The first thing I had to do is build a hive stand that wouldn't get blown off the roof and protected the hives. After I did that I noticed moisture build up immediately in the hives with using regular SSB's. I decided to make my own. I made a thicker SBB using a 2 1/2 inch
    space between the bottom pull out drawer and the 1/8 inch mesh screen that's level at the entrance. (The bees walk on the mesh). I made the drawer to slide in during cold/fog spells and I slide it out when it's warmer. You can get sticky paper to line the top of the drawer to monitor mite infestation as well. The idea of the dead space was to dry up any moister. Also, between the drawer and the frame of the SBB there is a little gap, (otherwise, you couldn't get the drawer out) to still allow just a tiny bit of air in.

    It worked!! No moisture. That thicker space provided an adequate drying area.

    Charlie

  3. #3
    Join Date
    Apr 2010
    Location
    Warrior, Alabama
    Posts
    1,067

    Default Re: ventilation - "screened bottom board/dead air space configuration"

    This get a bit confused. Mites or mosture?
    A good 'non-chem' for mites is the drone comb freeze idea. If M Bush doesn't speak to this I would PM him. His experience is so valuable to all of us.
    Old Guy in Alabama

  4. #4
    Join Date
    May 2011
    Location
    San Francisco, CA
    Posts
    2,339

    Default Re: ventilation - "screened bottom board/dead air space configuration"

    I don't think SBB's are the only preventative measure for mite control. Freezing drone comb and powder sugar dusting are all good non-chem ways to reduce mite populations. SBB's help with both moisture and mites. I'm on MB's site almost daily. I loved his hive box jig and built a longer one to assemble five boxes at a time. Thanks Michael!!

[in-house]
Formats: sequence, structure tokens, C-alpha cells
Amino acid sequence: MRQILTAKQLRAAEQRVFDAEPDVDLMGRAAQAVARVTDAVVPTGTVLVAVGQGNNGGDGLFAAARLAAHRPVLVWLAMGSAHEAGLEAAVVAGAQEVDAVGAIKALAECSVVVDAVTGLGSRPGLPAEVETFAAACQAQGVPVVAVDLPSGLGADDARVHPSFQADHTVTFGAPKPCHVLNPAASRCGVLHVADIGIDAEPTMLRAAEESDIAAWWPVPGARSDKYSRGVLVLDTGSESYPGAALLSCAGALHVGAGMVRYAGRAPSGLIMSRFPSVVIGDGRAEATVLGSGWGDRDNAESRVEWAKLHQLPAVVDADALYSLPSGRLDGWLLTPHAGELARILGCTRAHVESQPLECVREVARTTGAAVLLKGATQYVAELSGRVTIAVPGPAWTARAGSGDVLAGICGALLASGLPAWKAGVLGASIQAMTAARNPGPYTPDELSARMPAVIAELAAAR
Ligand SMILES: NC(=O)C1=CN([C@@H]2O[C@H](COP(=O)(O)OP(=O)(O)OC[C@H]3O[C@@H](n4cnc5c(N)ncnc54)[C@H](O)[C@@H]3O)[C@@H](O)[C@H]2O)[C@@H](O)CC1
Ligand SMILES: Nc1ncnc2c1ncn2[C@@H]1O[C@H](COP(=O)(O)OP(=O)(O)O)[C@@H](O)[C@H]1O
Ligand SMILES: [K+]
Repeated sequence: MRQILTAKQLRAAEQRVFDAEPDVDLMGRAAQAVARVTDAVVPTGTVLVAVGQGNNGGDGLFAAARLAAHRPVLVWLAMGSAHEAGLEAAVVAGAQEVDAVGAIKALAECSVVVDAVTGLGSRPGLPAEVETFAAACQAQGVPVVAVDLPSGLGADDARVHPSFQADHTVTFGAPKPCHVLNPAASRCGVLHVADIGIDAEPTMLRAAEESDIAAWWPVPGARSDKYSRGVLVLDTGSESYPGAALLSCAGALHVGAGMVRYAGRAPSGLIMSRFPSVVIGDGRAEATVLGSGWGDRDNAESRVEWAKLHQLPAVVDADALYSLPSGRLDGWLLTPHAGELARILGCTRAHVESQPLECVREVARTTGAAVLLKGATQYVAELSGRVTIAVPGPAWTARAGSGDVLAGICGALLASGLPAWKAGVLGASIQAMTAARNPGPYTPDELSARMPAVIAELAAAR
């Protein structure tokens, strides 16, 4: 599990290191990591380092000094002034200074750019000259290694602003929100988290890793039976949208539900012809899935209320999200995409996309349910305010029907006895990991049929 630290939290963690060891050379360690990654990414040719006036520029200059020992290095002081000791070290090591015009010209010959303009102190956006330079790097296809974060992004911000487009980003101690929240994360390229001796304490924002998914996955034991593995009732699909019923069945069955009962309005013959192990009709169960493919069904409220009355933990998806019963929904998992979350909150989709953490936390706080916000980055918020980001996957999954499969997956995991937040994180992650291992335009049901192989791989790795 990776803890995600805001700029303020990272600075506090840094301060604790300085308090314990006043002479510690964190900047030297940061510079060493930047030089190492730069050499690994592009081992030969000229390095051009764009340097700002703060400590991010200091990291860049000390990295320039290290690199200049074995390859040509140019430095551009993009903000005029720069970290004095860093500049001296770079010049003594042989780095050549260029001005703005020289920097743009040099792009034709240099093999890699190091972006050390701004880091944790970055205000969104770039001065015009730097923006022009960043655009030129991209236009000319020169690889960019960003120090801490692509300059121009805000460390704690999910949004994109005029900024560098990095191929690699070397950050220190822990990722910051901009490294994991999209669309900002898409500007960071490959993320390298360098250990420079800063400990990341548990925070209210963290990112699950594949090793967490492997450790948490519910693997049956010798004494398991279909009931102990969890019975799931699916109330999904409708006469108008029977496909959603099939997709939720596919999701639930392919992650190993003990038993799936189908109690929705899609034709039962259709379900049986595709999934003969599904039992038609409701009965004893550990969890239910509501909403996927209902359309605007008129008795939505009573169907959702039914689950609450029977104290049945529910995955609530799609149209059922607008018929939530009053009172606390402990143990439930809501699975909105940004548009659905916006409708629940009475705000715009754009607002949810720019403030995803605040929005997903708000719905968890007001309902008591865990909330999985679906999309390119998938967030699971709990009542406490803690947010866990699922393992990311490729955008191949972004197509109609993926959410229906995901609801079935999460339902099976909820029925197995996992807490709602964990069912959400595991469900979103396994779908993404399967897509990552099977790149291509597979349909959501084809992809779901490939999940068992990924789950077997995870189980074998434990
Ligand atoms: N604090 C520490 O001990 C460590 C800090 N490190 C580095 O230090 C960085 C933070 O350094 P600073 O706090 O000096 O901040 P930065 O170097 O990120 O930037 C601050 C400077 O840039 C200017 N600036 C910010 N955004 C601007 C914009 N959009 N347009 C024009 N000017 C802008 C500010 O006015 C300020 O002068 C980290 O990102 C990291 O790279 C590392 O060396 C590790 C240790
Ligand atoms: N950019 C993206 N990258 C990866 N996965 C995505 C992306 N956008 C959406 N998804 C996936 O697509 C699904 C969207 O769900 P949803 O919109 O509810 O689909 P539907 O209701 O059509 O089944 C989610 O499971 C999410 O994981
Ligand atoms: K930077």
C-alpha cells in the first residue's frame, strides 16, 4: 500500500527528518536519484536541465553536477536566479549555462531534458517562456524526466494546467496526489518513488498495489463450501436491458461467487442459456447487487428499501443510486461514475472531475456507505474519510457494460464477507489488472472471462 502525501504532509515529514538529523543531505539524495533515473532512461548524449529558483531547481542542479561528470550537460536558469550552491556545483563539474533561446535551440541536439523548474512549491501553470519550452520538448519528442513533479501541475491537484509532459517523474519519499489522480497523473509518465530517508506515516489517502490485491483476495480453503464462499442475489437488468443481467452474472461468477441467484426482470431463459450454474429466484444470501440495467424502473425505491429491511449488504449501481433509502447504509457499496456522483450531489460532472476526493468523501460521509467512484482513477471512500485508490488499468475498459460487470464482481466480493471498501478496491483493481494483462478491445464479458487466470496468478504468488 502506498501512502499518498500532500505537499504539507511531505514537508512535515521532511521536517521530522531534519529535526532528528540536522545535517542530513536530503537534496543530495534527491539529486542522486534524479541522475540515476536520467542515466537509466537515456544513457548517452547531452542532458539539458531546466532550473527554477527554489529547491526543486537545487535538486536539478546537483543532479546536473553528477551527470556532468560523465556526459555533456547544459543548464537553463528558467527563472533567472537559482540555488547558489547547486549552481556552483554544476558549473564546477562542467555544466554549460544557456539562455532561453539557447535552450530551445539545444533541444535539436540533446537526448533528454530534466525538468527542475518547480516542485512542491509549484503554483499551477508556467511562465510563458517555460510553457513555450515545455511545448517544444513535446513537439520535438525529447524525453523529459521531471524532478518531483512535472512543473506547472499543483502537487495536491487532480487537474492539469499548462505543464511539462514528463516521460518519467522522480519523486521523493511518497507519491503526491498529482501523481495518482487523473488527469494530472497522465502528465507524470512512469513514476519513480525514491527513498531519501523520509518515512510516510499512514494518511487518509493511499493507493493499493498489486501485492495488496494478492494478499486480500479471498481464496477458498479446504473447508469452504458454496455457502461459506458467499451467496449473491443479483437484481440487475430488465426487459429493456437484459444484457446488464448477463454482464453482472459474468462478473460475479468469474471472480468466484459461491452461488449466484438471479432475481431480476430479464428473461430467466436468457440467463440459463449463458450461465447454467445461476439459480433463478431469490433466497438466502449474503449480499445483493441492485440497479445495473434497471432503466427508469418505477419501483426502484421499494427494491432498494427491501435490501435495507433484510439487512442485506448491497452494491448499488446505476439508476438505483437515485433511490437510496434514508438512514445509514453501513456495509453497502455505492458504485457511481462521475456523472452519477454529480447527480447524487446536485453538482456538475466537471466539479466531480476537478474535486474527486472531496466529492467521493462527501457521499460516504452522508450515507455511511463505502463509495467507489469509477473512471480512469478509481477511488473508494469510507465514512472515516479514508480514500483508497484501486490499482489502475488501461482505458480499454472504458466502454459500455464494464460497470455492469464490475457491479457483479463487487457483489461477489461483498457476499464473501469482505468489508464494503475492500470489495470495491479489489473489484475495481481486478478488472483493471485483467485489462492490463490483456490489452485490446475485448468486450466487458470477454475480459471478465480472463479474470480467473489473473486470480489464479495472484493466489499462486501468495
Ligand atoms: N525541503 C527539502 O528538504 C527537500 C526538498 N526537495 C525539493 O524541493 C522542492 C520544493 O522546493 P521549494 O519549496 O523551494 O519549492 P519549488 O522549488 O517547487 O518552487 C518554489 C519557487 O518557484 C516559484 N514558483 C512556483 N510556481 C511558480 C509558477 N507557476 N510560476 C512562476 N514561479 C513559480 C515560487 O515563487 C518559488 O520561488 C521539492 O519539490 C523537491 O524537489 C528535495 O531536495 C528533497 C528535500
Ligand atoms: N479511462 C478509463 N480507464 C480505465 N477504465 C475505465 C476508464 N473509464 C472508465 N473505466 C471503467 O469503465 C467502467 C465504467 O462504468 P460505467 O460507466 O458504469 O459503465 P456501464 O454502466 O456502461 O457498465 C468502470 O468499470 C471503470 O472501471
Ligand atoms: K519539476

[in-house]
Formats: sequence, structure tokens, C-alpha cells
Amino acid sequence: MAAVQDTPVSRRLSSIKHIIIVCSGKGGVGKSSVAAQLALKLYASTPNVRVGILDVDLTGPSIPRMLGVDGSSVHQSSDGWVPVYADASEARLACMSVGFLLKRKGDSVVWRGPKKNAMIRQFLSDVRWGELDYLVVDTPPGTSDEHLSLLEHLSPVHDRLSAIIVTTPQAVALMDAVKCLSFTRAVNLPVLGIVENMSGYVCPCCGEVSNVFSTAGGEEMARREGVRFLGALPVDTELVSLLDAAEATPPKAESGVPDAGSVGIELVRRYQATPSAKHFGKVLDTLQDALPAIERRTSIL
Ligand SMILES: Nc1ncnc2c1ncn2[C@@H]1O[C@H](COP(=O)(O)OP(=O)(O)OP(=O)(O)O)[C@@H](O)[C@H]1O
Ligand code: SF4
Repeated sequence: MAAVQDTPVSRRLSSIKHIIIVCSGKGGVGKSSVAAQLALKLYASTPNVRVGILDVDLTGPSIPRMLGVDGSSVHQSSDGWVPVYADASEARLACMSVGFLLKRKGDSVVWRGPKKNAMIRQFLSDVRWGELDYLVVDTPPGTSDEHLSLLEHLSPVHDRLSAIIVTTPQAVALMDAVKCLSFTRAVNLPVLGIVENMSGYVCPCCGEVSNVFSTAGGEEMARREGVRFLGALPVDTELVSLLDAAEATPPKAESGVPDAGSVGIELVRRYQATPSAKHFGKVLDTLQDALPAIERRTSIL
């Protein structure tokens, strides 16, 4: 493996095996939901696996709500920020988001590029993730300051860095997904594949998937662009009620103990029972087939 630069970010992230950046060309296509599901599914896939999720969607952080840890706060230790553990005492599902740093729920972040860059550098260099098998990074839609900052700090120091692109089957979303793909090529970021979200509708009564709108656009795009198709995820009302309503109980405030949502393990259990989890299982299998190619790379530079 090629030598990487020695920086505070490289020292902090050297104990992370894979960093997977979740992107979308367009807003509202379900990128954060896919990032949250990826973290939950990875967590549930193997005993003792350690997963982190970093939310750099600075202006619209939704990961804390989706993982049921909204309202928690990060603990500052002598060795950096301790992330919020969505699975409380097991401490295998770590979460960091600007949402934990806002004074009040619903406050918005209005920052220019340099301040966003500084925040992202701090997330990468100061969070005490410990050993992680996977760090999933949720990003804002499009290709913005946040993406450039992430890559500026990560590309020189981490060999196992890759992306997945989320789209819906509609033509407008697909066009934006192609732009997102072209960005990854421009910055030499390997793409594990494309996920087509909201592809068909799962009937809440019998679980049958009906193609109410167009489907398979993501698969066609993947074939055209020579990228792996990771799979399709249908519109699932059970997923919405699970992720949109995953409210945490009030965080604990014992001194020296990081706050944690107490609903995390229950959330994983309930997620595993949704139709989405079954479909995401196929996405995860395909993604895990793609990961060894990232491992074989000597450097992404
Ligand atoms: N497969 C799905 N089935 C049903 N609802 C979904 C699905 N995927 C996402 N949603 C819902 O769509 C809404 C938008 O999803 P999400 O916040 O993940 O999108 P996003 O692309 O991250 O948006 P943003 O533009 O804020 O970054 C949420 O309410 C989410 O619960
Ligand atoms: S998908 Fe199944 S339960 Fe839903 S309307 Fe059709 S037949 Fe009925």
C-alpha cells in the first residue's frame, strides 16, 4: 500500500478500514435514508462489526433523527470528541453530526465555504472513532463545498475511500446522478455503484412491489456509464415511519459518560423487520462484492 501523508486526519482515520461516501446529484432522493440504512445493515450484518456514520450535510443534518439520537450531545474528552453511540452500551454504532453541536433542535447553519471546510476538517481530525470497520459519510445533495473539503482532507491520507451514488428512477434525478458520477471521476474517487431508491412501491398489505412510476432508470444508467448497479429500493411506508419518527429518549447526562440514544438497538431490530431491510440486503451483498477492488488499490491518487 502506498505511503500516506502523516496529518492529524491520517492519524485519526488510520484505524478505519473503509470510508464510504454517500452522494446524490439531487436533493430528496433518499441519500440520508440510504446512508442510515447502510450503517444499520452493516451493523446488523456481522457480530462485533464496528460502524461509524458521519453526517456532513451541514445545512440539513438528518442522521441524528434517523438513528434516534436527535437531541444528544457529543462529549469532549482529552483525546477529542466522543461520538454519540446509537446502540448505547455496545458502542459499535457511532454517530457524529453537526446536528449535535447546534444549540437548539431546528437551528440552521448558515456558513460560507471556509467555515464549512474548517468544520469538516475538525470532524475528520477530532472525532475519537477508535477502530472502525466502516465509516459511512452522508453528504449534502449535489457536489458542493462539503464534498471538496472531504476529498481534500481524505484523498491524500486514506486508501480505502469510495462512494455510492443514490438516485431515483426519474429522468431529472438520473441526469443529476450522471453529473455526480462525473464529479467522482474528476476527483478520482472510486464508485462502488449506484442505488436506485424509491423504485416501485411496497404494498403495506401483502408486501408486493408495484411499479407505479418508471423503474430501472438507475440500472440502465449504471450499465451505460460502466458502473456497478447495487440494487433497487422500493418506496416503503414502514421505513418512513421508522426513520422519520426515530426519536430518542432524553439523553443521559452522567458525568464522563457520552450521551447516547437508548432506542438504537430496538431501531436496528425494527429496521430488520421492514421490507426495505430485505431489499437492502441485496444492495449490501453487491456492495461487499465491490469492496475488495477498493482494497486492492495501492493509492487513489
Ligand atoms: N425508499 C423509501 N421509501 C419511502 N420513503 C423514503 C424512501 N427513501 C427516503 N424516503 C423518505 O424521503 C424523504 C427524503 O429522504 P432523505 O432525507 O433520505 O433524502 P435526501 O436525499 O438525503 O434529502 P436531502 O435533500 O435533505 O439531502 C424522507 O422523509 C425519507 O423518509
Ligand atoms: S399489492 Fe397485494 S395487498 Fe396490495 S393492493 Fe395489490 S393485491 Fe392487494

Charlie, (I'm old too)

  5. #5
    Join Date
    Jan 2010
    Location
    Brandenburg, KY
    Posts
    332

    Default Re: ventilation - "screened bottom board/dead air space configuration"

    We keep our SSB open all year, a slatted bottom board and use a screened inner cover, no mositure problems ever, girls do just fine. Easy to deal with.

  6. #6
    Join Date
    Aug 2005
    Location
    Washington County, Maine
    Posts
    2,679

    Default Re: ventilation - "screened bottom board/dead air space configuration"

    Thanks for all the responses. Just to clarify for those who don't know me - I run about 30 colonies, currently none on SBB. If my understanding is correct, powdered sugar can only be used to knock mites down with a SBB. Is this correct? My efforts at getting bees to draw out the green plastic drone foundation (for freezing) has thus far been unsuccessful. With 30 colonies, "treatments" need to be efficient, and of course, effective.

  7. #7
    Join Date
    May 2011
    Location
    Poplar Bluff, Missouri, U.S.A.
    Posts
    396

    Default Re: ventilation - "screened bottom board/dead air space configuration"

    I myself wonder why a sbb could not be placed above a solid bottom board that was constructed to give a 6 inch space between it and the screened board and have a oil tray for mites to fall in ....might even help with shb at the same time?

  8. #8
    Join Date
    Aug 2008
    Location
    Central Connecticut, USA
    Posts
    175

    Default Re: ventilation - "screened bottom board/dead air space configuration"

    This is interesting. My dad and I where brainstorming plans for my next TBH and the design we decided on was a screened bottom board with a dead air space underneath with a removable bottom board. I didn't like how much light I was getting into the hive though the screened bottom board or how exposed it was to the wind in the winter.

  9. #9
    Join Date
    May 2011
    Location
    San Francisco, CA
    Posts
    2,339

    Default Re: ventilation - "screened bottom board/dead air space configuration"